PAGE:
On July 16, the 34th Fighter Squadron "Rude Rams" celebrated not only the success of their last deployment to Bagram Airfield, Afghanistan, but also the rich heritage, dedication and passion of all Rams, both current and past. That afternoon the Rams furled their flag and inactivated as a squadron but continued to stand strong together as "America's finest."
Before its inactivation, the 34th FS held its last Warrior Call honoring the hard work and dedication of all who worked to make its last deployment to Bagram Airfield, Afghanistan, a success.
"I actually love the tradition of the Warrior Call," said Lt. Col. David Lyons, commander of the 34th FS. "In the Air Force we are constantly sending our Airmen off to war -- all four corners of the earth. Regardless of what flavor uniform or what job they do, we can all learn from every one of those experiences and there are valuable lessons to be learned every time an Airman comes home."
Twelve F-16s and more than 250 34th FS and 34th Aircraft Maintenance Unit Airmen deployed to Bagram from January to May of 2010, though one of their own just recently returned from an extended tour of six months.
"This last combat deployment with the Rams and F-16s was really a culmination of the rich history for the 34th dating all the way back to World War II," said Capt. Mike Blauser, 34th FS weapons officer. "In some way, shape or form the Rams have been involved in every major conflict the United States has been involved in since World War II."
While there, the Airmen found that their previous four months of training was a key element to their success.
"The common thread here throughout is if you talk to any one of these guys they'll say that, when push came to shove ... the training took over and things happened automatically," Blauser said. "I think that's a testament to the time we took during the months leading up to our deployment to make sure we were adequately prepared."
"We had two F-16s airborne 24/7 for 122 days. We flew over 1,400 combat sorties, and over 6,000 combat hours," Blauser said as he described the successes of the Rams' last deployment. "Just to put that into perspective, that's really the equivalent of what we do in an entire year when we're stateside. The 34th FS plus AMU accomplished that in just over 4 months ... Not once did we lose a sortie to a broken aircraft."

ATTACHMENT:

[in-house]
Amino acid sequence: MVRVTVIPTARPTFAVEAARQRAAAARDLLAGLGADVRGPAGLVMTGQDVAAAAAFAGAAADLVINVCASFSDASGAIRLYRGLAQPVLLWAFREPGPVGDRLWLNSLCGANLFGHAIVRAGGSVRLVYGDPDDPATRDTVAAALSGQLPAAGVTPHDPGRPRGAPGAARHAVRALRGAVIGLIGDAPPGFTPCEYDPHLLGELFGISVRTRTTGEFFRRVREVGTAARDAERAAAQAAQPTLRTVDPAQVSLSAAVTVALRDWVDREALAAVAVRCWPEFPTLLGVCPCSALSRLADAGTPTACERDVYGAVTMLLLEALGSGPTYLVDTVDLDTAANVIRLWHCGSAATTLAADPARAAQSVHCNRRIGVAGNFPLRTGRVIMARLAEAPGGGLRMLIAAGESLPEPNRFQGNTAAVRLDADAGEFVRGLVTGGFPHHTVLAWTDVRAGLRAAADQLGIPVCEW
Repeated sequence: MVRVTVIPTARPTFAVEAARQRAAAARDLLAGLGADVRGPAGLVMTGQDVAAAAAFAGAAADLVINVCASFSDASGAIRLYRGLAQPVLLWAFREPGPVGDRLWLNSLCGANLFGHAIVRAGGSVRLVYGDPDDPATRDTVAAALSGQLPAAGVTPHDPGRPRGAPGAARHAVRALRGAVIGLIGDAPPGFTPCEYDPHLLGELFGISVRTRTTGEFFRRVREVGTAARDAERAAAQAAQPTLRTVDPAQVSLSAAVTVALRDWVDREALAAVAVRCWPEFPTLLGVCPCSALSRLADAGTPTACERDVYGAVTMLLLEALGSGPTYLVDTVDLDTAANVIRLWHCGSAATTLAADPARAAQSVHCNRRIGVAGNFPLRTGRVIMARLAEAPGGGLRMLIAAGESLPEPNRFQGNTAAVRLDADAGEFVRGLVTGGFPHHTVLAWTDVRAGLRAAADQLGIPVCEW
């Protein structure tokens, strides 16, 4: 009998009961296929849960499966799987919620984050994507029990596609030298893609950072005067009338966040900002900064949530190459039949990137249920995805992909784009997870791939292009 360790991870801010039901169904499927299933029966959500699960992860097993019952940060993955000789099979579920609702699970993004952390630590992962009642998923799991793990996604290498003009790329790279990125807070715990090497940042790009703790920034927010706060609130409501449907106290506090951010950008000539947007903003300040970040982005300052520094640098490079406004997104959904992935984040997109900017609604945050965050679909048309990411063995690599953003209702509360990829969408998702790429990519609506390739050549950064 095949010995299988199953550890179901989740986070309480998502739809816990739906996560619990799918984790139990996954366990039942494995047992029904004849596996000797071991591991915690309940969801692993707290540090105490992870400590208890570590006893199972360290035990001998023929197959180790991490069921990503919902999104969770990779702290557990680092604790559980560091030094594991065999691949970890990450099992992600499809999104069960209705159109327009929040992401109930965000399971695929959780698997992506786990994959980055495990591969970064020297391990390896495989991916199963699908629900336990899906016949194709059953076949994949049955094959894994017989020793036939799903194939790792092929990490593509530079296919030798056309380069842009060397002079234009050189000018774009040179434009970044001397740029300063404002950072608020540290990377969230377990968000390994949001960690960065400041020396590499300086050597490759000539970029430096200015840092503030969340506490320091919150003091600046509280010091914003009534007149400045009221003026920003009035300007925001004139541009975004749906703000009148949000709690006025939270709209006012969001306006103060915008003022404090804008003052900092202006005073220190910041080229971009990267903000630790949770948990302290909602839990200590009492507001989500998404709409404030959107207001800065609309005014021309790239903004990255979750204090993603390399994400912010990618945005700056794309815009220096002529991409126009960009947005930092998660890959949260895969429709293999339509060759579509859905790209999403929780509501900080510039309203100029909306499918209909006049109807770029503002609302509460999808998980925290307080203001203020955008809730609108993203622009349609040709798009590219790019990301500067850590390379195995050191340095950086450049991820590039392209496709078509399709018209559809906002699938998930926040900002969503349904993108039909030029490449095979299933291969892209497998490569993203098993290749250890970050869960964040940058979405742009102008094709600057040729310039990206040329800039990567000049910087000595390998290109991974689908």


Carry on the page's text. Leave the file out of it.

Overall, the Rams and their commander are proud of the work they did in Bagram. "The entire deployment can kind of be summed up in the phrase, 'Ordinary people doing extraordinary things,'ââ" Blauser said.
After his time spent with his Ram teammates at home and abroad, Lyons had three lessons to share with every Airman:
1. "Train like you fight. You hear that all the time but it's absolutely true because you are going to fall back on your training. If your training is found lacking, you're going to get hurt."
2. "Rely on each other. You can't accomplish the mission by yourself, I don't care how great you are ... Rely on your teammates and they'll never let you down."
3. "Every action that we take on this battlefield is going to have a strategic impact. You've got to go into the fight prepared for that and you've got to act accordingly.
"The time we spent over there -- I think the Rams did it right as we've been doing it through history," Blauser stated.
After honoring their experiences at Bagram, the Rams gathered to begin the solemn duty of furling their flag and inactivating their squadron and the 34th AMU, even though the 34th AMU is under the 388th Fighter Wing.
"The 34th AMU deploys with the 34th FS whenever and wherever they go," said Col. Scott Zobrist, commander of the 388th Fighter Wing. "They're an inseparable team."
Zobrist and Lyons both thanked the 34th FS and 34th AMU for their outstanding service to their nation and teammates and the families of the Airmen for their continuing support of the Rams team. They also thanked past members of the Rams.
"Thank you also to the Rams who have paved the way for us," Lyons said. "In our final deployment we continued your tradition of excellence."
"But all good things must come to an end ... for a while," Zobrist said. "While this may be the end of the Rams history in the F-16, we hope it's only the beginning of the next chapter ...
"So when (Col.) 'Detroit' (Lyons) and I furl the Ram flag in a few minutes, don't worry, we won't furl it too tightly," he continued. "Expect to see that flag flying again in a few years in front of a similar group of ops-maintenance warriors joined as one team like the one you see in front of you today.
"To the men and women of the 34th FS and our herculean AMU, I stand in awe of you and your accomplishments," Lyons stated. "This day is really your day and as we furl this flag in just a few moments, I hope that you will take a moment to reflect on your services to our great nation... It is no overstatement to say that this squadron is a national treasure. The 'Rude Rams' have ... risked it all for America time and time again."
Though its flag is now furled and this chapter of the 34th FS "Rude Rams" history has ended, each Airman -- no matter what rank -- can be proud of the work they've done and the tradition they've carried on.
"I couldn't be more proud of each and every one of these 'Rude Rams,'ââ" Lyons said. "They are truly America's finest."